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City District Superintendent To Repay District For Five State Ethics Violations

Courtesy of Pittsburgh Public Schools
Pittsburgh Public Schools Superintendent Anthony Hamlet

Pittsburgh Public Schools Superintendent Anthony Hamlet must pay nearly $8,000 — $7,000 of which must go to the district — and forfeit 14 vacation days valued at $12,300 for five ethics violations since he was hired in 2016.

A 147-page ethics report was published on Thursday morning and found that he violated the state’s ethics act related to travel expenses, accepting money for appearances related to his position and failing to disclose financial interests for three years.

Hamlet addressed the investigation on Thursday morning during a press conference. He said the investigation found no wrongdoing and was a “great day” for him because it has hung over his head for years and he wasn’t legally allowed to speak on the matter. He said he did nothing wrong and that the report vindicated him.

“With this review behind me, it looks like a fresh start,” Hamlet said.

Hamlet’s lawyer, David Berardinelli, said the parties intentionally used the word “negligent” in the findings because “no finding of intentional wrongdoing or misconduct is made.” He also noted that the word “fine” was not used in the report and that Hamlet had sent a reimbursement check for nearly $3,000 to PPS Thursday morning.

Berardinelli said Hamlet did not do anything intentionally wrong and that processes and procedures tracking Hamlet’s vacation time and financial disclosure have and will be implemented within the district. Administrative assistants, for example, will no longer track vacation time. New training procedures also will be put in place to help administrators who must file financial disclosure forms with the state, he said.

“Dr. Hamlet’s primary objective in working to resolve this matter with the commission was to make sure the district was made whole. That’s been accomplished,” Berardinelli said.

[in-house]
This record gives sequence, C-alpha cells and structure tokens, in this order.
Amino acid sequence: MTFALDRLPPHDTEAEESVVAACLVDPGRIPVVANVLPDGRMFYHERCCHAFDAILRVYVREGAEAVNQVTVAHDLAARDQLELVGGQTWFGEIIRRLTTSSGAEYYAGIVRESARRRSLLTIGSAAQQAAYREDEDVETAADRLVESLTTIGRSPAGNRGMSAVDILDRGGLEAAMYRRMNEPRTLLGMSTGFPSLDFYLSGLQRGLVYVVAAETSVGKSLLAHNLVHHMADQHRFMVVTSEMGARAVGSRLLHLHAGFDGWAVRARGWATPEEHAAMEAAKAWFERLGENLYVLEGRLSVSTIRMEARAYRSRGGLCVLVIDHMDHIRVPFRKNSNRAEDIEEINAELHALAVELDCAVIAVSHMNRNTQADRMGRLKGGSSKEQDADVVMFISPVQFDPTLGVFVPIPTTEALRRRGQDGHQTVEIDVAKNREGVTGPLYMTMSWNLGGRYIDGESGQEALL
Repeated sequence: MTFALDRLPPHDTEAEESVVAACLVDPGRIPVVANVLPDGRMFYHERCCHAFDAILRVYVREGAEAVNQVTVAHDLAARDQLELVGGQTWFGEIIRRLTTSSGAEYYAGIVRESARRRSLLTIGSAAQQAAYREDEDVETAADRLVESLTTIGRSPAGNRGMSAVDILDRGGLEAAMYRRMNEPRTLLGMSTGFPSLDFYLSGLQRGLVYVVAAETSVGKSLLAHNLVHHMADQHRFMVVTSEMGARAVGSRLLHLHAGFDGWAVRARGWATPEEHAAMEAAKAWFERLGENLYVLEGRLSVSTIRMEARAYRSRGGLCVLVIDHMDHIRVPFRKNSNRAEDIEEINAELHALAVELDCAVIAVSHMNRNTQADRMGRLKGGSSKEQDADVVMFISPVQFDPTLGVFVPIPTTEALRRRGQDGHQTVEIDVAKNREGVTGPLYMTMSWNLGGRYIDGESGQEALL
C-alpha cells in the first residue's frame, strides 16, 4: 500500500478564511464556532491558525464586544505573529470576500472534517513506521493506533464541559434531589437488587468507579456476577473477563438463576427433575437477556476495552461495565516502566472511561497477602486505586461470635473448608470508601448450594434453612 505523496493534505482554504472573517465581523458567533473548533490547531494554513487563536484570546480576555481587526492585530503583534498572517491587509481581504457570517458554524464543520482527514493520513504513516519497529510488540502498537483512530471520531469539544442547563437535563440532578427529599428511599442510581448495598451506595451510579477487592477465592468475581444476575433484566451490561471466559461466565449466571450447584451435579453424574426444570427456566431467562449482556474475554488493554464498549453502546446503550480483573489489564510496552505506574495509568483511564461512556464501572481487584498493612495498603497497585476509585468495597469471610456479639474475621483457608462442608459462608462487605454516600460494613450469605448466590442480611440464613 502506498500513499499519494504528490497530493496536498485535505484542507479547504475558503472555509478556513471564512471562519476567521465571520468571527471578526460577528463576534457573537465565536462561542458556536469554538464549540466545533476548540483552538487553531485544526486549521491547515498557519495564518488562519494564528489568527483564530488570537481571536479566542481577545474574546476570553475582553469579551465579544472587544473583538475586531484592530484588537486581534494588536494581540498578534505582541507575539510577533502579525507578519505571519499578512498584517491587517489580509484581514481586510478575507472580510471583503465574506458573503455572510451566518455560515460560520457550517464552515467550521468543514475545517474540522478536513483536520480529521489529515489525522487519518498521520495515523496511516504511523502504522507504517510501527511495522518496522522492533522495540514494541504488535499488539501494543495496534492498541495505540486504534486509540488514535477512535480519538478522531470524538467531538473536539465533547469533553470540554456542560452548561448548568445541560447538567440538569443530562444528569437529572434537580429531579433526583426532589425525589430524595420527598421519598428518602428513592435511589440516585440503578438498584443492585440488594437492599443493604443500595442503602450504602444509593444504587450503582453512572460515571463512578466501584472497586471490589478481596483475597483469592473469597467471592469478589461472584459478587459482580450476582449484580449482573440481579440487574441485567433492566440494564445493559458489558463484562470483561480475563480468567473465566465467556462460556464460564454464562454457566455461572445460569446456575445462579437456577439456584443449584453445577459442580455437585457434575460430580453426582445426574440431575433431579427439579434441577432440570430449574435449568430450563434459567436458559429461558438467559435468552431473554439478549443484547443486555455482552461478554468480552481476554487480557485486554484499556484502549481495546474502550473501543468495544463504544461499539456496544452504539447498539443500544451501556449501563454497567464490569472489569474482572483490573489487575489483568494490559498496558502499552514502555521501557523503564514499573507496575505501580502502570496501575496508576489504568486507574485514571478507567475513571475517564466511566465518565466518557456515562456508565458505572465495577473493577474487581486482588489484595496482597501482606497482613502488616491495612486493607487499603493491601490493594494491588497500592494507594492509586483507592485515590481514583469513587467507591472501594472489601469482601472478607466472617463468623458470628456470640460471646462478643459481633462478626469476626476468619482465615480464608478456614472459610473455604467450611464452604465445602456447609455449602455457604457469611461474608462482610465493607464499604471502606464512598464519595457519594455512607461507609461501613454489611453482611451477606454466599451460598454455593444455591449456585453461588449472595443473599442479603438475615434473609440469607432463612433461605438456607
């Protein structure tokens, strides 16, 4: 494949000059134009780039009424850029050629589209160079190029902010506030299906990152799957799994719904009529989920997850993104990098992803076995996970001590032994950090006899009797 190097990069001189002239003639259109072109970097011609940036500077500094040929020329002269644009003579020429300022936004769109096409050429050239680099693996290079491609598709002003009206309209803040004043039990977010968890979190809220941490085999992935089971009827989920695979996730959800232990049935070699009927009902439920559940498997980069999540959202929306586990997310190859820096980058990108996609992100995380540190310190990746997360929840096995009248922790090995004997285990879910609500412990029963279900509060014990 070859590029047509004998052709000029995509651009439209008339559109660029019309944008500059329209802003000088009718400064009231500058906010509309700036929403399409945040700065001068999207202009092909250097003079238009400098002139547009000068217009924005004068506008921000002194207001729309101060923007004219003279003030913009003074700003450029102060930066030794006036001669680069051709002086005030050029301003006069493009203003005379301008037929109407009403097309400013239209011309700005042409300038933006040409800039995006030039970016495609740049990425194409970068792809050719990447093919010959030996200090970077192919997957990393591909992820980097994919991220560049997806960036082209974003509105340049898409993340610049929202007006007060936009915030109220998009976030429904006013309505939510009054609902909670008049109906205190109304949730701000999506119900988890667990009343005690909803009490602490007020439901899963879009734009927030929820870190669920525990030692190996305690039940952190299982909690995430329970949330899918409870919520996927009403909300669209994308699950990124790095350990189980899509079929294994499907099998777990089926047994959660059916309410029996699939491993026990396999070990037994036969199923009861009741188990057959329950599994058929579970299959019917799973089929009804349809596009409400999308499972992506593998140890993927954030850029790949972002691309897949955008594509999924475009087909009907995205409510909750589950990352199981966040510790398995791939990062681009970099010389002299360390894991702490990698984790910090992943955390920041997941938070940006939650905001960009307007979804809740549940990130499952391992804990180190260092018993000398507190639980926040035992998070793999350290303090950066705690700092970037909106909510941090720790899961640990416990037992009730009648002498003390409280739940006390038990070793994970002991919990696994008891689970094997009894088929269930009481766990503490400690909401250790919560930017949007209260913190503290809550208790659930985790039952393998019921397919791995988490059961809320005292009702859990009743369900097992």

The two-year investigation concluded a month ago. Hamlet was given until Wednesday to refute the findings. City Controller Michael Lamb, who filed the complaint that launched the investigation, confirmed Wednesday evening that the investigation had been completed.

After the investigation was published, Lamb thanked the commission, noting that the report confirmed “much of what we suspected” and implied that Hamlet should no longer lead the district.

“The Pittsburgh Board of Public Education must now make appropriate changes to leadership to allow the district to get back to the important business of focusing on student achievement. City families and children deserve nothing less,” Lamb said in a statement Thursday.

Wednesday’s investigation is not the first time Hamlet has been in the spotlight for his conduct as PPS superintendent.

Hamlet’s hiring in 2016 was surrounded by controversy, when the Pittsburgh Post-Gazette found that he had plagiarized language in his resume and cover letter. But following a special meeting, the board moved forward with Hamlet, saying that an internal investigation satisfied their concerns.

In 2019, Hamlet and six other administrators took an unauthorized side trip to Cuba during an all-expenses-paid trip to Florida. The domestic trip was approved by then-board president Lynda Wrenn, though she said she did not know that the trip would include a foreign trip, which would have required the approval of the full board. The trip was paid for by the nonprofit The Flying Classroom, with which the district had contracted for its academic programming.

The unauthorized trip prompted a third-party investigation paid for by the district, which cost about $142,000, according to a WPXI investigation. Board members would not comment when the private investigation concluded.

That prompted Lamb, who has auditing authority over the district, to file a complaint with the State Ethics Commission after he received multiple tips of fraud.

Below are the five violations published in the investigation:

  • Negligent receipt of travel expense reimbursements for travel expenses, which already had been paid by the district, resulting in a private pecuniary benefit.
  • Negligent utilization of leave for days when he was absent from the district for non-district related travel and was subsequently paid for such days, and when he carried over unused vacation/personal days for certain district employees including himself from one school year to the next when his contract prohibited carrying over vacation/personal days as to him. 
  • Deficient statements of financial interests for 2016, 2017, and 2018.
  • Technical violation of the state ethics act when Hamlet accepted honoraria in recognition of appearances, speeches and/or presentations that were directly related to his public occupation.
  • While Hamlet denies having committed a violation of the ethics act with a trip with The Flying Classroom, he agrees that if this matter went to hearing, the investigation division could find that he violated the ethics act.
Sarah Schneider is WESA's education reporter. From early learning to higher education, Sarah is interested in students and educators working to create more equitable systems. Sarah previously worked with news outlets in Pennsylvania, Illinois and Idaho. She is a graduate of Southern Illinois University Carbondale where she worked for the school newspaper, the Daily Egyptian.